(Yes, I went with the oxford comma in that blog post title. What can I say? I’m a fan.)
So after a fairly quiet, stable year in the Clutterbuck-Cook household, the year 2014 has decided to whup us in the ass. As regular readers know, the first four months of the year have seen us trapped by the polar vortex, making the decision to move this summer, blindsided by the sudden death of my grandmother, the spraining of Hanna’s ankle, the death of my in-law’s elderly cat … not to mention a particularly busy winter/spring at the MHS, the Countway, and all of our regular life activities.
|Golden retrievers Addie & Josie swimming in Lake Michigan
(photo by Mark Cook)
We’re ready for a vacation!
Thankfully, we have one coming up next weekend in Brattleboro, Vermont — we’re already looking forward to the darkness and the quiet and the tasty foods to be found at the Brattleboro Co-op … not to mention the maple lattes from Mocha Joe’s and the popcorn from the self-service popcorn machine at Sam’s.
Meanwhile, here are some life updates from our recent adventures in what I like to call “adulting.” You know. That thing where you have to get up in the morning and leave the house to complete a series of tasks, some of which you look forward to and some of which you don’t.
- The new apartment search has started in earnest as spaces with July and August availability come on the market. We looked at, and put an application in for, one two-bedroom space last week that turned out not to be as cat-friendly as advertised. The landlord got cold feet on pets altogether and our agent was quite put out by the way he jerked us around. We agreed! The search will continue, and we know the right space is out there for us. When we find it, you’ll hear about it here (well, probably first on Twitter).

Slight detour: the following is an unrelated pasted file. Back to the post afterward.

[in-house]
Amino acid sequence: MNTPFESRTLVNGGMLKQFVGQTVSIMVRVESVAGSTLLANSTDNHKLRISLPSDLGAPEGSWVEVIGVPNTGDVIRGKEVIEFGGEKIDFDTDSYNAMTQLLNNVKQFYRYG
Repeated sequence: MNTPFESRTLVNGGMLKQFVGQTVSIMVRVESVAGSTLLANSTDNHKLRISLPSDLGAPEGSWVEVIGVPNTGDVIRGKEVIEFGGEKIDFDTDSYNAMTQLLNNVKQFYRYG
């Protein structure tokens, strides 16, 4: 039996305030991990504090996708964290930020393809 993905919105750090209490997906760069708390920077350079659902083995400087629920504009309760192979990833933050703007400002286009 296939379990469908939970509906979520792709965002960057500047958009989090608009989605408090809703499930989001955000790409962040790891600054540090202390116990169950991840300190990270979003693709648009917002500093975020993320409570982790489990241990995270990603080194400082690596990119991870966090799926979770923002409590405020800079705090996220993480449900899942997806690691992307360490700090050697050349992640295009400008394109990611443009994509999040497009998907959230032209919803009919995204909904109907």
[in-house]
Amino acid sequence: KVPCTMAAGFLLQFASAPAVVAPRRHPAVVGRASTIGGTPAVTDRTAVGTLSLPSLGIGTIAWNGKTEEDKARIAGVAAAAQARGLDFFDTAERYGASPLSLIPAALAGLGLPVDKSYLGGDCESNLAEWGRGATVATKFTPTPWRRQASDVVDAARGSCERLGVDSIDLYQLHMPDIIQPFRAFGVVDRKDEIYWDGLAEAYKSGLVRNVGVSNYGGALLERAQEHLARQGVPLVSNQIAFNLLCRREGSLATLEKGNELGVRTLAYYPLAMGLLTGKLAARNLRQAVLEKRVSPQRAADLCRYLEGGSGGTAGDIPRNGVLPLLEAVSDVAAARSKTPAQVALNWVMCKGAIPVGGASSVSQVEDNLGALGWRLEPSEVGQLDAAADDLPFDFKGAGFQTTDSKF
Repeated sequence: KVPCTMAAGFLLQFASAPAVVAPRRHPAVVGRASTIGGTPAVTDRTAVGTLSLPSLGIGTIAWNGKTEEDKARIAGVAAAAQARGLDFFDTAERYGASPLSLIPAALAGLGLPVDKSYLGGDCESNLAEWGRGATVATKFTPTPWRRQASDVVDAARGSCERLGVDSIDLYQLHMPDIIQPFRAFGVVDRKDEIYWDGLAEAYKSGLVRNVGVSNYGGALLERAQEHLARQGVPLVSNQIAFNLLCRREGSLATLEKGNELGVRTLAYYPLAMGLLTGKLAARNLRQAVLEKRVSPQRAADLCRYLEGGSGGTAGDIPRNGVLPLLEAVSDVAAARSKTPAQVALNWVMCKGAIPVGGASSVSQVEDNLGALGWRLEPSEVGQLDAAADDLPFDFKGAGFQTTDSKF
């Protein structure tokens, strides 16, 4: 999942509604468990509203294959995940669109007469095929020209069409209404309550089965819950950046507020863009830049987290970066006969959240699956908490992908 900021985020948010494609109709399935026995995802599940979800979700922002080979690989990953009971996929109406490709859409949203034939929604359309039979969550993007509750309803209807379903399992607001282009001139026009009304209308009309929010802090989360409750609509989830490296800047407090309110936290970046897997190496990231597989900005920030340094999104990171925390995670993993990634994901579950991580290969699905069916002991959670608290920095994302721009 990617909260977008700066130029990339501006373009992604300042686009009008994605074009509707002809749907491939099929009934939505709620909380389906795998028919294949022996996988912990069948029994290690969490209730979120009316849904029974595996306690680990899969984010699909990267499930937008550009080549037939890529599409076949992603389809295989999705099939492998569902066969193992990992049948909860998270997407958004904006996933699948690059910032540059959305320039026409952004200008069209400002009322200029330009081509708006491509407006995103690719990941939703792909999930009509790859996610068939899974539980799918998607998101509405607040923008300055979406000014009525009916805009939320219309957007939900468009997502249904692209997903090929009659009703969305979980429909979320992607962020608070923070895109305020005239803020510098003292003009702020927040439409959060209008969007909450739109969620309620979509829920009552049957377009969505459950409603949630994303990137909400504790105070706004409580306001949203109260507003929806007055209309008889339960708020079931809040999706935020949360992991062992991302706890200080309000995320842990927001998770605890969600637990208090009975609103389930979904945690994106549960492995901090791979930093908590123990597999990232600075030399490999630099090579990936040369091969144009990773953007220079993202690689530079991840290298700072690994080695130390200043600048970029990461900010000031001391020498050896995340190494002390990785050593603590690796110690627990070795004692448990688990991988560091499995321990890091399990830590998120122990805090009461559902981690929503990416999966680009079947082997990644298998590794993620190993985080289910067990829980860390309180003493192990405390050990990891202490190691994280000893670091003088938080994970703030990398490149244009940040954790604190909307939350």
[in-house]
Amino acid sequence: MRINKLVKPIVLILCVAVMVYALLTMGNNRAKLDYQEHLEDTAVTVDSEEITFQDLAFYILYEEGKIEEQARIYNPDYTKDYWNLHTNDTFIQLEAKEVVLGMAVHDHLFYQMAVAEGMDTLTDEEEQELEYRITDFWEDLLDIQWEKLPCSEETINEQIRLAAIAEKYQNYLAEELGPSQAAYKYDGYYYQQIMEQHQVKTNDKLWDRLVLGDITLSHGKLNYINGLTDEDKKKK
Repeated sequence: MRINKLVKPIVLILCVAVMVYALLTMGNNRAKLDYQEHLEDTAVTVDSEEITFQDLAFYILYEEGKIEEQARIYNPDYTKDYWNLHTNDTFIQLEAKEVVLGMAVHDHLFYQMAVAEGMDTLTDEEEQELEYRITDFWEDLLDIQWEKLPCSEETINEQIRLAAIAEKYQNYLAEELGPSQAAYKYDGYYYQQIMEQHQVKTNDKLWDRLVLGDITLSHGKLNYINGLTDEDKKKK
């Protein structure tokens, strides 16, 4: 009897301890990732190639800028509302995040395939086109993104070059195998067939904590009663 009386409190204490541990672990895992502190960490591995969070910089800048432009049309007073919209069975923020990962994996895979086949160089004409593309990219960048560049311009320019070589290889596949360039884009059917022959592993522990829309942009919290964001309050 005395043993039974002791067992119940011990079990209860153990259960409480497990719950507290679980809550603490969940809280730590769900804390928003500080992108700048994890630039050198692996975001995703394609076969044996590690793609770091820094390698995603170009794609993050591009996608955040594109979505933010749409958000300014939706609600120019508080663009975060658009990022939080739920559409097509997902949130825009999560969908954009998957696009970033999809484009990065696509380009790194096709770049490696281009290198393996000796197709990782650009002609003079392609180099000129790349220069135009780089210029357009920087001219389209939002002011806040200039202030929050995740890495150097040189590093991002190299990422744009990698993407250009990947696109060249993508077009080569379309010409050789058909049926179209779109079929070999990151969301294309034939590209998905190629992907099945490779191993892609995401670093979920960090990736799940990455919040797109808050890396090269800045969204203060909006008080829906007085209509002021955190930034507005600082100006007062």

- We’ve had two library assistants turn in their resignation this spring, moving on to a new chapter of their professional and persona lives (congrats to you both!). They will be missed! Their recent/impending departures have meant that my work life has been consumed recently by scheduling and hiring tasks. I’m looking forward to our being fully staffed again.
- This year marked the first time Hanna and I got to file a joint tax return (yay for a post-DOMA world!), which I think actually ended up costing us a few hundred dollars more in taxes than we would have paid if the government refused to recognize our marriage — a few hundred dollars I was happy to pay. I just wish I could earmark it all to provide Medicaid coverage for newly-insured folks who are benefiting from Obamacare!
- Following the filing of taxes, I was able to renew my income-based student loan repayment plan at a slightly lower monthly rate (because they now take Hanna’s loans into account looking at our household financial profile). I said it on Twitter and I’ll say it again here: the education funding system is broken, but standing here and now amidst the rubble I sure am glad that government-funded loans with affordable repayment options have made my professional life possible — so yay big government!
- Last Thursday I attended the first of four sessions in a Homebuying 101 course offered free (thanks to HUD funding — yay big government!) by the City of Boston to prospective first-time home-buyers. This is purely exploratory at the moment, since Hanna and I plan to rent for another 3-5 years while we contemplate the pros and cons of buying. But I’m nerdy enough to find it interesting anyway, and the course also certifies us to apply to the city for grants toward a down payment and closing costs if we buy within city limits.
- Having presented my current research at the BC conference on March 29th, I am not returning to encyclopedia articles for the summer — on such topics as Phyllis Schlafly, Suburbia, and the National Association for the Repeal of Abortion Laws.
- Over the summer, I’m planning to use some vacation and comp time to experiment with what I’m calling Project Fridays — a day away from the library to pursue research and writing. It’s part of a socialistic plot I have to carve out meaningful life activities around wage-work over the next few years.